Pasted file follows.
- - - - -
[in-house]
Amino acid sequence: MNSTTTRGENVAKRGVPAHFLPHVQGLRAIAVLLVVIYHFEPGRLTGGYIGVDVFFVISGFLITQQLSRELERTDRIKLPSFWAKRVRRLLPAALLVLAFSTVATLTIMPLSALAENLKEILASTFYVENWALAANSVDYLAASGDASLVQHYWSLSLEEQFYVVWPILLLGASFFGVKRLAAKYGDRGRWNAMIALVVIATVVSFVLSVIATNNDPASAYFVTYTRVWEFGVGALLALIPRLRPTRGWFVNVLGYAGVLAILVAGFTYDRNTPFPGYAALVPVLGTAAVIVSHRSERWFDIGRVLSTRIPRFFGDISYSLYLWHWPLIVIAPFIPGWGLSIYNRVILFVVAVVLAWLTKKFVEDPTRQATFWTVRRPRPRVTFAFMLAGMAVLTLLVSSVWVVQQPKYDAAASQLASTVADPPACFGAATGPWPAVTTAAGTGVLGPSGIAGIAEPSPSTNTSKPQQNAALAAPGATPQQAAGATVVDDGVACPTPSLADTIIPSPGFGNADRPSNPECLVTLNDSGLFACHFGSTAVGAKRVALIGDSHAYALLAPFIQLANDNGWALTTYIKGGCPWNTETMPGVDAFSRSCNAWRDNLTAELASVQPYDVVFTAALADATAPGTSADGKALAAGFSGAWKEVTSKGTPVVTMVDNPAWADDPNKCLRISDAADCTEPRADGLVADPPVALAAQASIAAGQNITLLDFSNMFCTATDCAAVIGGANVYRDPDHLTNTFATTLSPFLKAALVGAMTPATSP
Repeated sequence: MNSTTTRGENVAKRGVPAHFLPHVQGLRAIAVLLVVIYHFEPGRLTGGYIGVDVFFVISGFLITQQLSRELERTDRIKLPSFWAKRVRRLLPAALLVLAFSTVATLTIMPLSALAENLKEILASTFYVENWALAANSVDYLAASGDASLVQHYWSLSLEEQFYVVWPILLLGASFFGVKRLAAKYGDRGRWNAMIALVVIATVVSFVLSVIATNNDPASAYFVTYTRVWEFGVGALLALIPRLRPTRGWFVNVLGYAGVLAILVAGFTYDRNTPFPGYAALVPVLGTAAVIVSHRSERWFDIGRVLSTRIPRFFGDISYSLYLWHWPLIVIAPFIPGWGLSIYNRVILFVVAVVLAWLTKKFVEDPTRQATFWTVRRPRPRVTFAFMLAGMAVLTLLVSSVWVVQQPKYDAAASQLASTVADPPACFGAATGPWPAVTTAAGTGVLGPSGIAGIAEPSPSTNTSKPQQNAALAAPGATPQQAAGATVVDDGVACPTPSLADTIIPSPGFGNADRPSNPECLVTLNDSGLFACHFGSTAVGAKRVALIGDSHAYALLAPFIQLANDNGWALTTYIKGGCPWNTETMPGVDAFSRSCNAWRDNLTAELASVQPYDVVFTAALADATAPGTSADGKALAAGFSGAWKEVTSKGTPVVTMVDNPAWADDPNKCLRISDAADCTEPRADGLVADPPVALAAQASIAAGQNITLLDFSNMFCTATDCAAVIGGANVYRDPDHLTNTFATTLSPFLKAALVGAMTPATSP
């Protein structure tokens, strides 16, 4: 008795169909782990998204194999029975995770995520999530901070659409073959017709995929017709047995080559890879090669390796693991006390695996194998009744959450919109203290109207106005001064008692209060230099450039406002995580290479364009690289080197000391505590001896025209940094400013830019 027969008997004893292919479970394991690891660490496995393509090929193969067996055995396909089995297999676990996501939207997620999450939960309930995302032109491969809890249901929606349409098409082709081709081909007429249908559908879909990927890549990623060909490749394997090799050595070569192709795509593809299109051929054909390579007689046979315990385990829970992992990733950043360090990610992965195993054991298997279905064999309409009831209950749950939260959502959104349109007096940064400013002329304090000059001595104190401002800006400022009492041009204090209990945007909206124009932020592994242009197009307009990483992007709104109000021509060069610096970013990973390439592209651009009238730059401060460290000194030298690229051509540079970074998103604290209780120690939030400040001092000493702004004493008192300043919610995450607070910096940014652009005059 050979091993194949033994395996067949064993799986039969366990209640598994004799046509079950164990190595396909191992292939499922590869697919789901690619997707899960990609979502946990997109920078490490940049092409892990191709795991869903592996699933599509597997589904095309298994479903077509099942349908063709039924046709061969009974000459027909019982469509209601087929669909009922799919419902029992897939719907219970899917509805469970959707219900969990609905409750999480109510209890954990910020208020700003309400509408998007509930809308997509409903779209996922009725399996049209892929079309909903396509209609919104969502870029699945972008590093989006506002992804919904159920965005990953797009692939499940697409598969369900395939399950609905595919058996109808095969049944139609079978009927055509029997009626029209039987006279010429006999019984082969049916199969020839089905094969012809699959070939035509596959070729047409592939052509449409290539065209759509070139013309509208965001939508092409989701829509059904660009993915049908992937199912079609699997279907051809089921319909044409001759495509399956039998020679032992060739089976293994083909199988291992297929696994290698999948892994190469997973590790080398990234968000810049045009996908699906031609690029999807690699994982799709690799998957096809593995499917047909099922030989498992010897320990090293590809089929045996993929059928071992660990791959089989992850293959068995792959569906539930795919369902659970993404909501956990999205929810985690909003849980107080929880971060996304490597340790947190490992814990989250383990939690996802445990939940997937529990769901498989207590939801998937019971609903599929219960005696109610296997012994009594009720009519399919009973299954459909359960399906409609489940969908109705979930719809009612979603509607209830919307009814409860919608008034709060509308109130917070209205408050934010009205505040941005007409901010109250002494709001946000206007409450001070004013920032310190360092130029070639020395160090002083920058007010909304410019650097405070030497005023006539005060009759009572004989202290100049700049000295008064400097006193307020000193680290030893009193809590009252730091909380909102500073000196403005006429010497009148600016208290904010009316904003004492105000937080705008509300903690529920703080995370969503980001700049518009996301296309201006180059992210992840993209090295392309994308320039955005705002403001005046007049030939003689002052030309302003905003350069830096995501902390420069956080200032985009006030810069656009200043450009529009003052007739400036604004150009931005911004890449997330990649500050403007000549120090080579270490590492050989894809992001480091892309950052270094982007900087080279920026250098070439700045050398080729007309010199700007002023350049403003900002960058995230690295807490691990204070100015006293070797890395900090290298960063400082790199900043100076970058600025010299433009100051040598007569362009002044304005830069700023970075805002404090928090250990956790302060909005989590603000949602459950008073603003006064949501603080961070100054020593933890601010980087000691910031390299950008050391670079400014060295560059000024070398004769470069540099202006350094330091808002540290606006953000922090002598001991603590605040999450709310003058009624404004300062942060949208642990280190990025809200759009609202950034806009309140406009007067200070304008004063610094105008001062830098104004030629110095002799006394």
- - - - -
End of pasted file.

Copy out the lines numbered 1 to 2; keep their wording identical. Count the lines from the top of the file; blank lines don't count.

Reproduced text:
[in-house]
Amino acid sequence: MNSTTTRGENVAKRGVPAHFLPHVQGLRAIAVLLVVIYHFEPGRLTGGYIGVDVFFVISGFLITQQLSRELERTDRIKLPSFWAKRVRRLLPAALLVLAFSTVATLTIMPLSALAENLKEILASTFYVENWALAANSVDYLAASGDASLVQHYWSLSLEEQFYVVWPILLLGASFFGVKRLAAKYGDRGRWNAMIALVVIATVVSFVLSVIATNNDPASAYFVTYTRVWEFGVGALLALIPRLRPTRGWFVNVLGYAGVLAILVAGFTYDRNTPFPGYAALVPVLGTAAVIVSHRSERWFDIGRVLSTRIPRFFGDISYSLYLWHWPLIVIAPFIPGWGLSIYNRVILFVVAVVLAWLTKKFVEDPTRQATFWTVRRPRPRVTFAFMLAGMAVLTLLVSSVWVVQQPKYDAAASQLASTVADPPACFGAATGPWPAVTTAAGTGVLGPSGIAGIAEPSPSTNTSKPQQNAALAAPGATPQQAAGATVVDDGVACPTPSLADTIIPSPGFGNADRPSNPECLVTLNDSGLFACHFGSTAVGAKRVALIGDSHAYALLAPFIQLANDNGWALTTYIKGGCPWNTETMPGVDAFSRSCNAWRDNLTAELASVQPYDVVFTAALADATAPGTSADGKALAAGFSGAWKEVTSKGTPVVTMVDNPAWADDPNKCLRISDAADCTEPRADGLVADPPVALAAQASIAAGQNITLLDFSNMFCTATDCAAVIGGANVYRDPDHLTNTFATTLSPFLKAALVGAMTPATSP